Algae has a dark side as well when it’s overconcentrated in an environment. Algae blooms in lakes and rivers are signs of natural imbalance and environmental degradation, but for some designers they also present an opportunity to amass large quantities of algae, dry it out, and use in everything from foam to personal care items.
mycelium has healing powers
mycelium is a futuristic bio-material—a component of fungi—that can be grown quickly and at large scale.
in this humble fungus lies a blueprint for technology that will power our sustainable future.
fed an all-vegetable (cellulose and starch biowaste) diet!
mycelium bricks may not hold as much weight as concrete blocks can, but once heated to a high temperature they are far lighter. but inert bricks are the beginning; imagine living, self-repairing mycelium walls or growing a second story on your house...
mycelium-based materials are starting to replace the mountain of plastic we use every day. a few to name: headphones, surfboards, seat cushions, lint roller.
e-commerce delivery is surging, and against the flood of bubble-wrap and peanut foam chips comes fully compostable form-molded packaging made of mycelium that's set to transform the industry.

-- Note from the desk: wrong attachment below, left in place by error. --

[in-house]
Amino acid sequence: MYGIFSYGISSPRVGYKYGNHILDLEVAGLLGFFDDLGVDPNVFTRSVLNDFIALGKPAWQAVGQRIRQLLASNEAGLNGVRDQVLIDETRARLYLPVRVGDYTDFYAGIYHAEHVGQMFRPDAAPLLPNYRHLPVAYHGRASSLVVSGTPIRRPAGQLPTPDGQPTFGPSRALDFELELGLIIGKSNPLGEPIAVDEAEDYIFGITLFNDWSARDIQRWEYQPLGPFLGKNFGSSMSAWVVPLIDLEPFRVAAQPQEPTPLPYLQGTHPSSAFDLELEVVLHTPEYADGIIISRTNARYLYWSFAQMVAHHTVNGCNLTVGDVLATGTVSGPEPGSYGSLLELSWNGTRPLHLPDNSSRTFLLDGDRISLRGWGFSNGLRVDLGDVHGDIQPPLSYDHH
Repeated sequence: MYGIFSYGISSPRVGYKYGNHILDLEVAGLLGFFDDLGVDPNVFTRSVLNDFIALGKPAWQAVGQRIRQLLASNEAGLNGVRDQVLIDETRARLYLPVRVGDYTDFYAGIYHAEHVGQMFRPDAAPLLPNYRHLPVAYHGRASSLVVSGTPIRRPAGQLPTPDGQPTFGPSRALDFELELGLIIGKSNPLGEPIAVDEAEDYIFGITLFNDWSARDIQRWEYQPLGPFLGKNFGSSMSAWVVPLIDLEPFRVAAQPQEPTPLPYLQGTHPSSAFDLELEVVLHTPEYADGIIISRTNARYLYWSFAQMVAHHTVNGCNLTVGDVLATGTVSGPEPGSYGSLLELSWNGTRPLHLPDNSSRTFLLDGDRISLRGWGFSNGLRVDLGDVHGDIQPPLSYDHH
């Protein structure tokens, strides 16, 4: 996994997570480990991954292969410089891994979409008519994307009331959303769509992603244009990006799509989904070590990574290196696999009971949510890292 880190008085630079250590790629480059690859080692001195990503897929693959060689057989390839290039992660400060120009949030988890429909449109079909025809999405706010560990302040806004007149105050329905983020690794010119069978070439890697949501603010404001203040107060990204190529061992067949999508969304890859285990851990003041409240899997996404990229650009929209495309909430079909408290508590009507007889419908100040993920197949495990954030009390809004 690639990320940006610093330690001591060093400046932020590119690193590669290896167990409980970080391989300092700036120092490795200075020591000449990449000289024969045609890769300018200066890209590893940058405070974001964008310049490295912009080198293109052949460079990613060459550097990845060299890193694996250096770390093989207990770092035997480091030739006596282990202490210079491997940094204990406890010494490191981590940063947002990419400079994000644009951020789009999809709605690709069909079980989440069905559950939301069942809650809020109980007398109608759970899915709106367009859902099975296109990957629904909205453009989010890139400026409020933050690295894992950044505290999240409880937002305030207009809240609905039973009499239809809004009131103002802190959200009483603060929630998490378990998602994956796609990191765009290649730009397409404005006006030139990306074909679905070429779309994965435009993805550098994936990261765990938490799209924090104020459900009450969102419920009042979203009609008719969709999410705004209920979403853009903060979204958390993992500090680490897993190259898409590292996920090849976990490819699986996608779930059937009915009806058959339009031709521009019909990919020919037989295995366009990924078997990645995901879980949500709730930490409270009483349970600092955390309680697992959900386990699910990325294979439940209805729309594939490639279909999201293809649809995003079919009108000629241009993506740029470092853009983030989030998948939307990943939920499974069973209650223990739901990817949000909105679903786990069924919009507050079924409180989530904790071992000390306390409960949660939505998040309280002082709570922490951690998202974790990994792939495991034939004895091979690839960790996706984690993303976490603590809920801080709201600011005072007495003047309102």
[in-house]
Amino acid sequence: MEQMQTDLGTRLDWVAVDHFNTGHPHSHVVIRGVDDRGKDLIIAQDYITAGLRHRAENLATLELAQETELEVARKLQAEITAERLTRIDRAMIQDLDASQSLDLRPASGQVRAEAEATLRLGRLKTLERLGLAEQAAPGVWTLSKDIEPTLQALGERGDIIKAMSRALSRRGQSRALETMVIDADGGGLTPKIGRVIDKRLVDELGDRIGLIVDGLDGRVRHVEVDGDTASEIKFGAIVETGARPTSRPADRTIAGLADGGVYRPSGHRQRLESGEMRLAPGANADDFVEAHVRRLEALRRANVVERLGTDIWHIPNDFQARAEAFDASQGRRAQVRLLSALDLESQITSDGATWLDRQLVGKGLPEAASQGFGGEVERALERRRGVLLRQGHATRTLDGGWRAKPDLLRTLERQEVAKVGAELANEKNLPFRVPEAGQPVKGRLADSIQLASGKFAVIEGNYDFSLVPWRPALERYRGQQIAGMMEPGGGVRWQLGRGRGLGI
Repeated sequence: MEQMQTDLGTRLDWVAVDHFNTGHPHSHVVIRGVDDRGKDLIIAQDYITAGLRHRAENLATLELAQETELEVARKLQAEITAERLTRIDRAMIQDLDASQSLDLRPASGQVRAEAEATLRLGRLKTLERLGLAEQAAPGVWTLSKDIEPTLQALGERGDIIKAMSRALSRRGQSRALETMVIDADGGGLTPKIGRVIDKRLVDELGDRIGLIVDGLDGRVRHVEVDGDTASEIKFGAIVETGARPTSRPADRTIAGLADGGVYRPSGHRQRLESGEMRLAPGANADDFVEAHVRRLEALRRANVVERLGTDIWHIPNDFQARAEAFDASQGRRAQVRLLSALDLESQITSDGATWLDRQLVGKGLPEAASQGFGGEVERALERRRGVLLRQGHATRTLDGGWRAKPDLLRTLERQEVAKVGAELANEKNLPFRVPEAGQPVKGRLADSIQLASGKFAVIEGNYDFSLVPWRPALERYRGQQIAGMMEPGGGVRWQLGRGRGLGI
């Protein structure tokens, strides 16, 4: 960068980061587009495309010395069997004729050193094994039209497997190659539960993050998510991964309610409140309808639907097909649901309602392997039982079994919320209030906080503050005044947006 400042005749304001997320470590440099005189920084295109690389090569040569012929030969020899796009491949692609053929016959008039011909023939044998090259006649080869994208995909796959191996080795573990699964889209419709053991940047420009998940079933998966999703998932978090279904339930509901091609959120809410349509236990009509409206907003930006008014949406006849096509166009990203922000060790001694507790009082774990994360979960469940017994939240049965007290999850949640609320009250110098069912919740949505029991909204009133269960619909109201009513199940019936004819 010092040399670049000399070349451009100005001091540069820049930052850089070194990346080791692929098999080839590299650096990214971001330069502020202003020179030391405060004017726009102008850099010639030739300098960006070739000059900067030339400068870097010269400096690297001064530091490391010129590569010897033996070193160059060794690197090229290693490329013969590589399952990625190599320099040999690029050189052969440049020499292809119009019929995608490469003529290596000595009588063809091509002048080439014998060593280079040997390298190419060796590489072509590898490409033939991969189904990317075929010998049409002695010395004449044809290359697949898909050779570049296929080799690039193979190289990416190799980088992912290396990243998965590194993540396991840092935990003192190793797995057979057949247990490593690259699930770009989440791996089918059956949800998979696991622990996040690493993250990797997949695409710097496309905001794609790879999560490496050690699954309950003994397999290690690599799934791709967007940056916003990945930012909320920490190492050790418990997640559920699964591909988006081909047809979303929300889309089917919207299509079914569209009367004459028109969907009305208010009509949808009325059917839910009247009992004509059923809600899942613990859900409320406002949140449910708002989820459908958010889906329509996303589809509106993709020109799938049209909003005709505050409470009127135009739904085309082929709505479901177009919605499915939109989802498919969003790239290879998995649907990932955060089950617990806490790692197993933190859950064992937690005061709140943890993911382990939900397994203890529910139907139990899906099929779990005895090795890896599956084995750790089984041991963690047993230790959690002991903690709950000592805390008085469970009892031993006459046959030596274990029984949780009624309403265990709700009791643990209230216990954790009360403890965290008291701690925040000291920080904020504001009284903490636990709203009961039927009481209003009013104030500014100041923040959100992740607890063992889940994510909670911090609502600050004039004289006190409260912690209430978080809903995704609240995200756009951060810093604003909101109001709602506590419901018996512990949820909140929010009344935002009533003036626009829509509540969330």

from training mycelium to produce poison antidotes to the progress psilocybin has made in the treatment of major depressive disorder, intensive study of fungi, mycelium and otherwise, speaks to the long heritage of its use in medicine.
animal product replacement
vegan leathers on the market are almost always made of plastic. that is changing with mycowork's reishi vegan leather product, which is made from mycelium. up next: meati foods is fermenting mycelium and churning out juicy vegan steaks.
design & art
the past decade has seen an explosion of sculpture and furniture inspired by and made of mycelium. from exquisite lampshades and functional chairs and benches, to gorgeous sculpture and art installations, mycelium is going mainstream in the design world.